Coursework and assessment

The taught elements of the programme, carrying 120 credits overall is continuously assessed by a variety of methods (project based reports, essays), involving largely individual submissions, but also elements of group work.

Participants must also complete a 12,000-15,000 word dissertation on a topic of their choice approved by the Programme Directors.

Career opportunities

This course will prepare you for employment in a range of development-related fields, including research, policy and practice. A wide range of transferable skills will be developed, including analytical and professional skills. Many of our alumni have gone onto careers in public service, the NGO/charitable and private sectors at national and international levels, as policy officers, managers, consultants or development practitioners - while others have pursued further academic study leading to a PhD and academic careers. Since its foundation, the Global Development Institute has trained over 7000 individuals from 170 different countries.

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The demand for trained practitioners in environmental assessment at both the project level (environmental impact assessment (EIA)) and the strategic level (strategic environmental assessment (SEA)), and related environmental management fields continues to grow. Read more
The demand for trained practitioners in environmental assessment at both the project level (environmental impact assessment (EIA)) and the strategic level (strategic environmental assessment (SEA)), and related environmental management fields continues to grow. To meet this demand, the MSc programme in Environmental Impact Assessment and Management provides an opportunity for specialist study in this area. It will provide you with a thorough, stimulating and practical post-graduate education in EIA and related areas.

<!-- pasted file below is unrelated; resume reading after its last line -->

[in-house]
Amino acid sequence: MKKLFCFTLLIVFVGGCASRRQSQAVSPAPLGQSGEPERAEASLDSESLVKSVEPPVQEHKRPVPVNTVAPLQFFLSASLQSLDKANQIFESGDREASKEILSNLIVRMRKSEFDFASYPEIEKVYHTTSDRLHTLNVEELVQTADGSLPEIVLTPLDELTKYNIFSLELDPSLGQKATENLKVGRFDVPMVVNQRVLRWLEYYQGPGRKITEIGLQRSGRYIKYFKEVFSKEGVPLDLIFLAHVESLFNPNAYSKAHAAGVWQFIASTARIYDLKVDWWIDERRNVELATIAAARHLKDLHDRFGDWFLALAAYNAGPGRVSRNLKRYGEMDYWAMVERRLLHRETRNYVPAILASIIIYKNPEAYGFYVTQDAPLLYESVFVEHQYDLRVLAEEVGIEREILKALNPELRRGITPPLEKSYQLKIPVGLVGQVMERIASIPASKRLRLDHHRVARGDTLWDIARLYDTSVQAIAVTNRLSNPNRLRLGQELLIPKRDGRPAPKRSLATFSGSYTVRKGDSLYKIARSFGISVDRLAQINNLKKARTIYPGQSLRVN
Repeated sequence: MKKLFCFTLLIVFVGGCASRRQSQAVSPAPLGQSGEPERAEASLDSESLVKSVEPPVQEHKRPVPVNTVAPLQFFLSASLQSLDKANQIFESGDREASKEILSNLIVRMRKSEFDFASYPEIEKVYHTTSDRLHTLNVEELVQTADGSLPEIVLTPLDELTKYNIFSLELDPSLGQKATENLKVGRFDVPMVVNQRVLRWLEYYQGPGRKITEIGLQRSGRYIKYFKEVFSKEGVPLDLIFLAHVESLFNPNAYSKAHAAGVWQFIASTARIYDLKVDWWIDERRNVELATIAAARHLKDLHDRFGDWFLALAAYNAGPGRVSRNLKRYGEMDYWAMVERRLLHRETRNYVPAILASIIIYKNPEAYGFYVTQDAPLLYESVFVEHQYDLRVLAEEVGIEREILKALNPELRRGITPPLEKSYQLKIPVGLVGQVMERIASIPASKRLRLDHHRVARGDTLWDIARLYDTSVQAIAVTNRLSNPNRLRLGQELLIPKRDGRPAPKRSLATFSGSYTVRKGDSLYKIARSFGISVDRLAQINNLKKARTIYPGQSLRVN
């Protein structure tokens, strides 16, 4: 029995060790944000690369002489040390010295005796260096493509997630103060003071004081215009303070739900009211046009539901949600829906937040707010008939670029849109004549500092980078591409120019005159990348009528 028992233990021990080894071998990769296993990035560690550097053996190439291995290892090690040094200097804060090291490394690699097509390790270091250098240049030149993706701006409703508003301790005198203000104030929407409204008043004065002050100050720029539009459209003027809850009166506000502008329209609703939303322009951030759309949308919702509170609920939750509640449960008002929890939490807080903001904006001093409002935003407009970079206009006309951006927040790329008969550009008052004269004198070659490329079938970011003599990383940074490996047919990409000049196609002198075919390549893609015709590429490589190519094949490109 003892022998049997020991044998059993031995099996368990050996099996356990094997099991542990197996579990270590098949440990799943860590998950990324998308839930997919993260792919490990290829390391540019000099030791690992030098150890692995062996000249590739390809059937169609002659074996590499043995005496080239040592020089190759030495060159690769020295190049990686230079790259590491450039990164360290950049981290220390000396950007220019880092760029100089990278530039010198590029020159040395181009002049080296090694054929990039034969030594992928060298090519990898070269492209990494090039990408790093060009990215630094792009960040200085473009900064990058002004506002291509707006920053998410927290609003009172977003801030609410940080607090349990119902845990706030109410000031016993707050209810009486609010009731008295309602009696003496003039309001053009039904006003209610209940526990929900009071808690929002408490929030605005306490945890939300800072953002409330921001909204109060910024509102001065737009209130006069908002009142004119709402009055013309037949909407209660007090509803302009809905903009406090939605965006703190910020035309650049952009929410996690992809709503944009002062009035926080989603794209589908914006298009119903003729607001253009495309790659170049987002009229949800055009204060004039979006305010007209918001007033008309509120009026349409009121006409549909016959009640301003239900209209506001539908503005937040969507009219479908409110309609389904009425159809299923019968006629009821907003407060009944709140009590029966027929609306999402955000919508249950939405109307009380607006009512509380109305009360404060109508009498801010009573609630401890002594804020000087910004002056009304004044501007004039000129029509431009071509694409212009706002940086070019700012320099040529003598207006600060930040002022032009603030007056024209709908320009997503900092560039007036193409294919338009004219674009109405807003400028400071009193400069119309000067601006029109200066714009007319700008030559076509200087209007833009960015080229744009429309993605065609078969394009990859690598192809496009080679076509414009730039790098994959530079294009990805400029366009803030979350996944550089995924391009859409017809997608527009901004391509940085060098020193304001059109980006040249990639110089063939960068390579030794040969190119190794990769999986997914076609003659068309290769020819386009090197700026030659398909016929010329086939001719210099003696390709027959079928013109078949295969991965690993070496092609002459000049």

You will gain:
-An integrated course of studies to equip you to undertake the planning and management tasks associated with the principal stages of environmental assessment.
-Opportunities to pursue particular aspects of environmental assessment, or wider environmental management, in greater depth by a choice of assignments and by undertaking research on an individually selected dissertation topic.

We give you a sound knowledge of the process of EIA and related areas, including planning for environmental change and environmental law, before building upon this with more teaching on the appraisal of projects and auditing. You therefore gain a thorough grounding in environmental assessment procedures and practice, and an introduction to the rapidly growing environmental management field.